Design Thinking: The Process behind Apple´s invention of the iPhone
“A widescreen iPod with touch controls, a revolutionary mobile phone, and a breakthrough Internet communications device”. With the audience eagerly anticipating the unveiling of three new gadgets, Apple CEO Steve Jobs introduced a revolutionary product. The iPhone 1 combined all those functionalities in a single device. Up until now, 2 billion units of the iPhone have been sold. And at the core of the iPhone´s astounding success lies a single, powerful idea: the process of inventing something revolutionary with the power of design thinking.
While Apple’s seamless presentation of the iPhone might have made the invention process seem effortless, it actually was the result of a very thorough and human centered approach to design. By empathizing with the user, Apple identified a need for a smart and easy-to-use phone that could be used anywhere and at any time. This resulted from an observation of the clunky, button-heavy phones that were common at the time and of people having to carrying multiple devices to listen to music and communicate online. Through a process of furthermore defining the problem, ideating solutions, prototyping and testing, Apple was able to create a product that was truly revolutionary and has since become an indispensable part of modern life.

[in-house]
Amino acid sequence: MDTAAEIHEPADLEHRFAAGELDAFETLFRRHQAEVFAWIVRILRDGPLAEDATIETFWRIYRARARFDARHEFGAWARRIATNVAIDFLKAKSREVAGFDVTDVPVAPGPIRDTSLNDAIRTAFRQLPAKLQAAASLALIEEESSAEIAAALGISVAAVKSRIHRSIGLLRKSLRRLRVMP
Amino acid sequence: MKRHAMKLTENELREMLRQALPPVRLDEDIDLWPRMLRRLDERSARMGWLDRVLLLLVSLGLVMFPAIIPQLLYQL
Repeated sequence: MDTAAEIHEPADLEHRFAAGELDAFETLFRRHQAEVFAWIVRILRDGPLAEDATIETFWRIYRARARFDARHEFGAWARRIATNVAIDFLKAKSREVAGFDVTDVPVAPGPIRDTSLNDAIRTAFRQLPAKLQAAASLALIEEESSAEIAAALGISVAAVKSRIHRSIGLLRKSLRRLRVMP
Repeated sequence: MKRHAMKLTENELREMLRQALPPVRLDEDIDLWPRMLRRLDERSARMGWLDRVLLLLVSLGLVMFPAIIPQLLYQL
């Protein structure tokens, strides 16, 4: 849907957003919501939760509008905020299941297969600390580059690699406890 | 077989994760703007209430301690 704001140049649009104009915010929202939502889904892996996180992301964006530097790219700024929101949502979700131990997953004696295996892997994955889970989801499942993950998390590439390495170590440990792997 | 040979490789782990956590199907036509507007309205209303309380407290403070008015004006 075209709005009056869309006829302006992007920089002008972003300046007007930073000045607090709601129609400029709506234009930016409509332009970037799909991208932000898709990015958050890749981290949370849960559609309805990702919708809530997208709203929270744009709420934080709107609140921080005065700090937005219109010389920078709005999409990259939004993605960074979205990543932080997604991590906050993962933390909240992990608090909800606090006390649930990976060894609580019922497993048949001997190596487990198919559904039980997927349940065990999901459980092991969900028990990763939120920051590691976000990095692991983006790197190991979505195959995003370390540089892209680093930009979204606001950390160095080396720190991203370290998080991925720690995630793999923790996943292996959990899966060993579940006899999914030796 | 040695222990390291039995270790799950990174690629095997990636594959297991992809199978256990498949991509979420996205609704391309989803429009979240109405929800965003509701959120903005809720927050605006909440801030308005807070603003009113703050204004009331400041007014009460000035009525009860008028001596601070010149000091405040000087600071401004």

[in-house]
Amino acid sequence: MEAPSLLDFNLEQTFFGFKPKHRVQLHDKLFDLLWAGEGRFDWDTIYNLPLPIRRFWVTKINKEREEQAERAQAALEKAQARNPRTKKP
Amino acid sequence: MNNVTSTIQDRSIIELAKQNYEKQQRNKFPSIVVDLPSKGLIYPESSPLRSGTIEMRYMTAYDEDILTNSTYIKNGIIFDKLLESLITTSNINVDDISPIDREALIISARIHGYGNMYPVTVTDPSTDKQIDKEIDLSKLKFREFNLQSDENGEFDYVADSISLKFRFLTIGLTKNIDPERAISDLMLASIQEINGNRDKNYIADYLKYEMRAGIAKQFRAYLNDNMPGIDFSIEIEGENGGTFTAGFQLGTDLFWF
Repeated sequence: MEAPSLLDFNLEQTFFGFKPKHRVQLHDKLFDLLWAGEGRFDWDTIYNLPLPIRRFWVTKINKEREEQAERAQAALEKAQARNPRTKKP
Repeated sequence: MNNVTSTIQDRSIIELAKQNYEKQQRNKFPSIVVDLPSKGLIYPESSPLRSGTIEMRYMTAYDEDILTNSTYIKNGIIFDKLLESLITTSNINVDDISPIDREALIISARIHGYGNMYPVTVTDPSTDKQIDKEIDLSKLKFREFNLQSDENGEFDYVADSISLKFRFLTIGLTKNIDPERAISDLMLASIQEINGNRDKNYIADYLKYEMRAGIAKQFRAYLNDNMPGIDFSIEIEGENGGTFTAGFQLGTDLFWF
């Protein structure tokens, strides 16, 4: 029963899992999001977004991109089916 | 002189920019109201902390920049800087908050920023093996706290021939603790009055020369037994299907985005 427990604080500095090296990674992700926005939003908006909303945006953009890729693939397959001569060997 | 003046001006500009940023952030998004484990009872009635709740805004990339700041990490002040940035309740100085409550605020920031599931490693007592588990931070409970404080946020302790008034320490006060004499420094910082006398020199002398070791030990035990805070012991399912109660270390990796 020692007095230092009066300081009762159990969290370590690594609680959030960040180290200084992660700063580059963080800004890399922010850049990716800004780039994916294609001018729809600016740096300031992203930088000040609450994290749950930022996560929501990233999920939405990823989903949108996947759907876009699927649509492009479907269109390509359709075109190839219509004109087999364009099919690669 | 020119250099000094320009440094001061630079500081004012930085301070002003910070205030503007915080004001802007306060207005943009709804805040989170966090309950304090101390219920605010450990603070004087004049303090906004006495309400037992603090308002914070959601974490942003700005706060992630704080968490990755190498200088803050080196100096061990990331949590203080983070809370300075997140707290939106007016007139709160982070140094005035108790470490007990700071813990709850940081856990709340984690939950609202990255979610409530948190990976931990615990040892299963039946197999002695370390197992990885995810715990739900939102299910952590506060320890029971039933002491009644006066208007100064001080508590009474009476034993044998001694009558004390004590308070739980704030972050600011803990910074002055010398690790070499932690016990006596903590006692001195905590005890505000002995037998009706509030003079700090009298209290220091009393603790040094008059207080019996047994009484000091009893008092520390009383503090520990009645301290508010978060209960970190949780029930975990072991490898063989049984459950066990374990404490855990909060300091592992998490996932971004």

Steve Jobs famously hated buttons as they limit the device’s ability to adapt to various applications run by the user. Drawing on the success of the iMac’s big, adaptive screen, he challenged his team to create a new way for users to interact with their devices that didn’t rely on a mouse or keyboard. Apple had to ideate a new way of making an interaction between the user and the device possible and still keep “The Apple Way” like the stakeholders, such as users, investors and creditors expected.